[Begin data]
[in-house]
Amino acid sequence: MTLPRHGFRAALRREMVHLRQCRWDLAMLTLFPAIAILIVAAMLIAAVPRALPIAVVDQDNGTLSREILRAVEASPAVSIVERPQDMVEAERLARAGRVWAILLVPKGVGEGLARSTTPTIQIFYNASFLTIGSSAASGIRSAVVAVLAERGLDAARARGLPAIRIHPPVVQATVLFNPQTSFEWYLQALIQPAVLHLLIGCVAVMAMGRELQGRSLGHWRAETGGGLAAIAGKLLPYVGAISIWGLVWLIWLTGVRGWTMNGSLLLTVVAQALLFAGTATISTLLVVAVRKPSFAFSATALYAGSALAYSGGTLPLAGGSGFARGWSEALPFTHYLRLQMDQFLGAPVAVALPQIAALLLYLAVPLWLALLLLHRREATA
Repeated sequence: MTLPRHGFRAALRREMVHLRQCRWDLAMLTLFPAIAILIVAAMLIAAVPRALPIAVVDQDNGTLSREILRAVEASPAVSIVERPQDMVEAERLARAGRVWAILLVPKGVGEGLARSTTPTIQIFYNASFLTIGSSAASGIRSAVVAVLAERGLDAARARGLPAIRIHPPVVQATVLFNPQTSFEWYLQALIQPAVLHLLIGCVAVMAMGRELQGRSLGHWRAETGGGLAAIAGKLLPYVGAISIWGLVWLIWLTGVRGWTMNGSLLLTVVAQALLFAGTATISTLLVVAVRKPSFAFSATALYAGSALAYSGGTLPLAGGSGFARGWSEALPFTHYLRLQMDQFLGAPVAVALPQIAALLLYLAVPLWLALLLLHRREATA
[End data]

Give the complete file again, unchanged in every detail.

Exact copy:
[in-house]
Amino acid sequence: MTLPRHGFRAALRREMVHLRQCRWDLAMLTLFPAIAILIVAAMLIAAVPRALPIAVVDQDNGTLSREILRAVEASPAVSIVERPQDMVEAERLARAGRVWAILLVPKGVGEGLARSTTPTIQIFYNASFLTIGSSAASGIRSAVVAVLAERGLDAARARGLPAIRIHPPVVQATVLFNPQTSFEWYLQALIQPAVLHLLIGCVAVMAMGRELQGRSLGHWRAETGGGLAAIAGKLLPYVGAISIWGLVWLIWLTGVRGWTMNGSLLLTVVAQALLFAGTATISTLLVVAVRKPSFAFSATALYAGSALAYSGGTLPLAGGSGFARGWSEALPFTHYLRLQMDQFLGAPVAVALPQIAALLLYLAVPLWLALLLLHRREATA
Repeated sequence: MTLPRHGFRAALRREMVHLRQCRWDLAMLTLFPAIAILIVAAMLIAAVPRALPIAVVDQDNGTLSREILRAVEASPAVSIVERPQDMVEAERLARAGRVWAILLVPKGVGEGLARSTTPTIQIFYNASFLTIGSSAASGIRSAVVAVLAERGLDAARARGLPAIRIHPPVVQATVLFNPQTSFEWYLQALIQPAVLHLLIGCVAVMAMGRELQGRSLGHWRAETGGGLAAIAGKLLPYVGAISIWGLVWLIWLTGVRGWTMNGSLLLTVVAQALLFAGTATISTLLVVAVRKPSFAFSATALYAGSALAYSGGTLPLAGGSGFARGWSEALPFTHYLRLQMDQFLGAPVAVALPQIAALLLYLAVPLWLALLLLHRREATA